October 24, 2014

After Thoughts

Well...there you have it. Gem was almost a rock star, minus that whole bucking-throwing-me-in-the-dirt thing, for the entire trip up and back. Me? I had mental issues, but fortunately I worked through them and managed to have a great time and make some new friends. Would I do it all again? You bet!!!

I didn't completely follow the golden rule of not trying anything new on race day. Sometimes it just doesn't work out that way, but all in all I am very, very pleased with how things worked out. Some things do need tweaking for the future, so here is my list of what went well versus what didn't.

Things That Worked

The absolute best thing I did all day was use Body Glide on Gem. In the past, I have battled girth rubbing and someone suggested I try it. I had never tried it before and thought it couldn't hurt, so I lathered up her armpits and the front edge of her girth area before the ride and at every hold. 50 miles later - not a single rub, sore spot or lost hair. Yippee!!!!

A sports bra. I'm not particularly well endowed and I've always gotten away with just my usual bra for rides, but for some reason I grabbed the sports bra before leaving home. In as much as you can love a vice grip on your chest, I liked the feel of it during the ride and will not go sans sports bra again.

The Camelbak was perfect for me and since I had the fleece vest and then a higher collared long sleeve shirt for the entire ride, I had no chafing issues. I drank the entire 2 L bladder the first loop and then split the next 2 L on the last two. I was never thirsty and I completely avoided the post ride headache I typically get.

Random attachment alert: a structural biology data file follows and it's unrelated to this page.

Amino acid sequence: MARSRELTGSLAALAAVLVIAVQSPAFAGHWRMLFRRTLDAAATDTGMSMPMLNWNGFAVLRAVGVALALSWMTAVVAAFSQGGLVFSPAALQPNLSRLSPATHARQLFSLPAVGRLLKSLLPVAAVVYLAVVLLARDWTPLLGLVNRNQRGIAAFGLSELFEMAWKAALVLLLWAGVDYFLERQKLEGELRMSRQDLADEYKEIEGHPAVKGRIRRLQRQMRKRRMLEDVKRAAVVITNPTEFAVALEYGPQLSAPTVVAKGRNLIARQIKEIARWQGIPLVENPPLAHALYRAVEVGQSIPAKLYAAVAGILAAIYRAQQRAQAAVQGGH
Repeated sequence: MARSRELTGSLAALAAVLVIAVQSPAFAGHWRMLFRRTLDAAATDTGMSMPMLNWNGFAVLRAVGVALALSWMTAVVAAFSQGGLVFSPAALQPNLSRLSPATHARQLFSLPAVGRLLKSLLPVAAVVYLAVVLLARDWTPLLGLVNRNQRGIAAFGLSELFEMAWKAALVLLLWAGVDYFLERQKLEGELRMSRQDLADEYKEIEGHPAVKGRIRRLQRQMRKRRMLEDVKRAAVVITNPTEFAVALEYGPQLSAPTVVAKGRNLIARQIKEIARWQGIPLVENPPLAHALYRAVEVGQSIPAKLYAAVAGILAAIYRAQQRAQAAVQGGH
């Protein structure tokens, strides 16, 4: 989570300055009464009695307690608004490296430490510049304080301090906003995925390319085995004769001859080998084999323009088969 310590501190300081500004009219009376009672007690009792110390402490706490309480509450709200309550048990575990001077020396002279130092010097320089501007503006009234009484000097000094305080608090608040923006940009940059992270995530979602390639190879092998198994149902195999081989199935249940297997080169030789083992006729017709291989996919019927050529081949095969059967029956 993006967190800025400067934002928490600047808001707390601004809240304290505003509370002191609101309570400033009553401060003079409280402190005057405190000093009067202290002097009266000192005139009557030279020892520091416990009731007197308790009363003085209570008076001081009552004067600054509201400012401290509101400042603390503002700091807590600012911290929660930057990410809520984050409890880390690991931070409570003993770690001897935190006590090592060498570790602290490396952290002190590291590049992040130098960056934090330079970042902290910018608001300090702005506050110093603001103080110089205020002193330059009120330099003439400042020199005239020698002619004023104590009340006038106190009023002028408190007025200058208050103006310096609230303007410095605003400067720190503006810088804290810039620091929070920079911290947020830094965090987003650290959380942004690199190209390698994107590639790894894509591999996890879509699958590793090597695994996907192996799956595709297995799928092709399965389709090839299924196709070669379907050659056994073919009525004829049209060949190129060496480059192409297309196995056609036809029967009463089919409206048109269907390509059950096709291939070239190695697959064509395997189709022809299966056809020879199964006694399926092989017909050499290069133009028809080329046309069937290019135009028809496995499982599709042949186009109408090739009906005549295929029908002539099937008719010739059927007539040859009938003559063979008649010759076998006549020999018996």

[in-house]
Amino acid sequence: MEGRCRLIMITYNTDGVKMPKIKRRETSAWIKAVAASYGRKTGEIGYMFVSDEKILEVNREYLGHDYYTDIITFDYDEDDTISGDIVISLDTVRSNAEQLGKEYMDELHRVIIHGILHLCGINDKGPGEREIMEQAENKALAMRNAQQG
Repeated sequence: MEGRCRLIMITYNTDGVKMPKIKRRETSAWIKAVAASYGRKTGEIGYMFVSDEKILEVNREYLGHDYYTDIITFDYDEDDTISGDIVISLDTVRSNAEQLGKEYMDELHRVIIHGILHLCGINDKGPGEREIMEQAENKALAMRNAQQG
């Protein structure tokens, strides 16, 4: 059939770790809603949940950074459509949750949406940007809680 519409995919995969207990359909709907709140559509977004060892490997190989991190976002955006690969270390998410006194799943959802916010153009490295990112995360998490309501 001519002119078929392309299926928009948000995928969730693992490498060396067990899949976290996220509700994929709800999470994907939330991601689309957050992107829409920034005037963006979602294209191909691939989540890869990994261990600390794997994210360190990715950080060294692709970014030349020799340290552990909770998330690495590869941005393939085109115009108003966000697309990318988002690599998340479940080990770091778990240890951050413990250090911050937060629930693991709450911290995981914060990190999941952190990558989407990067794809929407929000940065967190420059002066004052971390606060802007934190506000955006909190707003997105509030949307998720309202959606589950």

Nature Valley Chocolate Pretzel granola bars were a life saver out on trail. I shoved one in my Camelbak and made myself eat it at the 2 hour mark each loop. It had just enough sugar and salt to go down easy and perk me back up, plus it was satisfying enough to last until camp. I will have to remember to bring these along again.

Gem's saddle, girth (cleaned and much softer), Reinsman pad and halter/bridle.

I am always amazed at Gem's hooves and this ride was no different. It was rocky with those palm sized rocks that fit perfectly for a sole bruise and yet 50 miles later she didn't have a single off step, chip or crack. In fact her feet looked as though I has just trimmed them to perfection. Ssshhh....don't let on that I don't ever trim or rasp her...ever...last time the farrier was out was in February.

My Irideon tights got destroyed after Biltmore and I waited entirely too long to replace them. In fact, the exact model I had was a special addition for Rolex that year and are no longer available, so I picked the Issential line and went for it. They arrived the day before I left and the first time I wore them was for the ride. They fit well and were super comfortable for those hours in the saddle.

Gem gobbled down her grain all day which is the reason it gets on the "worked" list. I'm just happy she ate anything since in the past she refused.

My eating was pretty much the best yet too. I ate the shaved rotisserie chicken breast which was easy to eat one handed, sat light in the stomach and provided needed protein. The granola bars count here too. I drank a ton of water (see above) on the trail and supplemented with Coconut Water at the holds for elytes and sugar. I was never hungry feeling, but also never felt tired and full.

Things That Didn't